TrekCore Reviews: Star Trek Original Motion Picture Collection

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The Star Trek Original Motion Picture Collection was released on Blu-ray disc, in the US, on May 12, 2009. This seven-disc set contains the original theatrical editions of the first six Star Trek movies, and a bonus DVD titled, "Star Trek: Captain's Summit". The discs are packaged in thin, blue cases inside a white cardboard slipcase.

The audio is in English 7.1 Dolby TrueHD, French 2.0 Dolby Surround and Spanish Mono. Subtitles are available in English, English SDH (Subtitles for the Deaf and Hard-of-hearing), French, Spanish, and Portuguese. The sound duplicated that in which I experience in a movie theater. The bass thundered as if my living room was exploding. As far as video quality goes, what can I say. It's high def! The digital video quality is theoretically almost perfect. (disclaimer) The quality YOU see is be based on your entertainment system setup. (/disclaimer) The quality I saw was in between standard movie theater quality and IMAX. The colors were deep and crisp, and lines were perfectly defined.

Each DVD, except for disc seven, begins with the theatrical trailer of Star Trek XI. It's nice to watch this one or two times, but you may want to fast forward through this part for the rest of the DVDs.

The DVD menu system also gives the viewer the option of using the Java-based Library Computer during movie playback. According to the menu, this is "... an interactive experience that allows you to access information about people, technology, locations and more -- at the moment each appears in the film." Click on the icon, and a pop-up window appears with additional information. I don't recommend watching the movie with that feature turned on. It's somewhat distracting to see an icon appear every so often during the movie. It's a little more noticeable than seeing a network logo appear while watching television, and does draw your attention away from the movie. I recommend playing the movie without this turned on.

If your Blu-ray player is BD-Live ready (or if you watch the DVD on your computer), you can access the Star Trek I.Q. BD-Live feature. The menu states that you can "Create and share trivia challenges over scenes from the movie." It "lets you test your Star Trek knowledge by playing unique trivia games. Start with one of the featured quizzes or play and rate quizzes created by other users." These are a series of either multiple choice or true/false questions, in which you have ten seconds to guess the correct answer. To my amazement, you don't need to know all about Star Trek to play this trivia game, but it helps. It's similar to the new DVD game Scene It? Star Trek, but the images are better.

Disc seven is titled, "Star Trek: The Captainsí Summit". Although during the feature, it's referred to the "Star Trek Summit". For the first time ever, William Shatner, Leonard Nimoy, Patrick Stewart and Jonathan Frakes are together to share memories of their tenure with the franchise. This 70-minute interview session is hosted by Whoopi Goldberg. This is a VERY nice feature. Although I wondered why they split it up into three parts. It doesn't play as one 70-minute show. If you want to watch the whole thing, you must sit through two short commercial breaks, but without the commercials.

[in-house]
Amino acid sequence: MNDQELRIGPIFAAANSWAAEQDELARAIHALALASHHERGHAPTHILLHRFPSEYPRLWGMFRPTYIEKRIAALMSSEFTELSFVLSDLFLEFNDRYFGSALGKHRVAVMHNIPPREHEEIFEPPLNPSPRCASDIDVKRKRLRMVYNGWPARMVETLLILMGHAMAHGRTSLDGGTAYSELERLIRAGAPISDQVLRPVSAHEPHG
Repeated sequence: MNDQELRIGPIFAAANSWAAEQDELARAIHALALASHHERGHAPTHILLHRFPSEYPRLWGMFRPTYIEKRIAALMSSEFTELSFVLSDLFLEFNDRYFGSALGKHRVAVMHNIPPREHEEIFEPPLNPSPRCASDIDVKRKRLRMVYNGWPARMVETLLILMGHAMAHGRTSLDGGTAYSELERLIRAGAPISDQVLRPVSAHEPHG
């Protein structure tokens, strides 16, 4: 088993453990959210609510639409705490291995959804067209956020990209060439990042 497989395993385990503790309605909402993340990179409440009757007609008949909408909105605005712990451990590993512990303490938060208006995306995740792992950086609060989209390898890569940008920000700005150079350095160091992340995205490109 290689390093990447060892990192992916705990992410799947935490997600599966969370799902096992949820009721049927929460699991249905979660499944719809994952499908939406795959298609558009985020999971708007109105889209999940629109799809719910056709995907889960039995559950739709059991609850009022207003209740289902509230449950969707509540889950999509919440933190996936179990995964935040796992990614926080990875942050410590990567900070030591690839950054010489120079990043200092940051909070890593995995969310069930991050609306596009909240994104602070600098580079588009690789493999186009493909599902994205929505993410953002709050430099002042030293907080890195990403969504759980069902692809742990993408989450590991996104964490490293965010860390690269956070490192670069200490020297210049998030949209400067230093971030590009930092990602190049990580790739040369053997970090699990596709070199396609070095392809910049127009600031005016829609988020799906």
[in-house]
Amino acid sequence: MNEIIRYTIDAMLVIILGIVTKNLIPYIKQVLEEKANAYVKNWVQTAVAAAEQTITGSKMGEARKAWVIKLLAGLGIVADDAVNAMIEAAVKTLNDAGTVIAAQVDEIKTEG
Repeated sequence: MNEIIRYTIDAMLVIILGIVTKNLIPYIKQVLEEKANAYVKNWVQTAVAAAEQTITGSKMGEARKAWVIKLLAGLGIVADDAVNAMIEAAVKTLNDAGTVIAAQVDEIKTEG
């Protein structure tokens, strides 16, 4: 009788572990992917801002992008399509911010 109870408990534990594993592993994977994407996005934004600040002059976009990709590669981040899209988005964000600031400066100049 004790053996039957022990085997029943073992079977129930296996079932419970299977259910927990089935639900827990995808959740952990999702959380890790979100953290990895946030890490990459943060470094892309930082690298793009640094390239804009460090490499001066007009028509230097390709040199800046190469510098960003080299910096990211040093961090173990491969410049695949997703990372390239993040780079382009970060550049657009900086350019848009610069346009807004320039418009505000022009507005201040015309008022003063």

In all, the set contains over 14 hours of bonus content. Even though each DVD has different bonus features, they all share common extras like Production, Star Trek Universe, and Storyboards.

I thoroughly enjoyed the Production extras. They contain numerous interviews with the stars and production staff of Star Trek. The first of these was titled "The Longest Trek: Writing The Motion Picture". In it, Star Trek writers Garfield and Judith Reeves-Stevens explained the first mention of a Star Trek movie. Gene Roddenberry announced at a science fiction convention in 1968 in Oakland, CA, that he was talking to Paramount about making a movie about Kirk and Spock's academy years. It took eleven more years until the first movie was produced.

In the disc three featurette "Spock: The Early Years", Stephen Manley was interviewed. He played Spock at age seventeen in Star Trek III: The Search for Spock. As you remember, his character performed pon far with Lt. Saavik (played by Robin Curtis). Would you believe that Stephen has pon far'ed with eight females at various Star Trek conventions?

The visual effects were another bonus feature I enjoyed. In Star Trek II: The Wrath of Khan, large scale models were used for all ship scenes. The use of CGI graphics was in its infancy and visual effects was still an art form. The nebula scene was a huge water tank, filled with thinly separated fresh and salt water, then by adding various chemicals they created swirling effects. This stuff is classic! During the scenes when Khan destroyed the Enterprise, the modelers put steel wool inside the model, and heated it with a flame to give each scene that sparkling look. I loved this stuff!

The most common of the Star Trek Universe bonus featurettes is the Starfleet Academy SCISEC (Science Security) Briefs. Each one technically explains an anomaly from each film. The Briefs listed in the movies are the "Mystery Behind V'Ger", "Mystery Behind Ceti Alpha VI", "Mystery Behind the Vulcan Katra Transfer", "The Whale Probe", "Nimbus III", and "Praxis".

The storyboards are good sketches. They reminded me of gaming concept art.

Is it worth upgrading? Yes. It's worth it not only for the high definition content, but also for the bonus features not found on the original standard definition DVD releases.

Review by Bob Stutzman on June 9, 2009.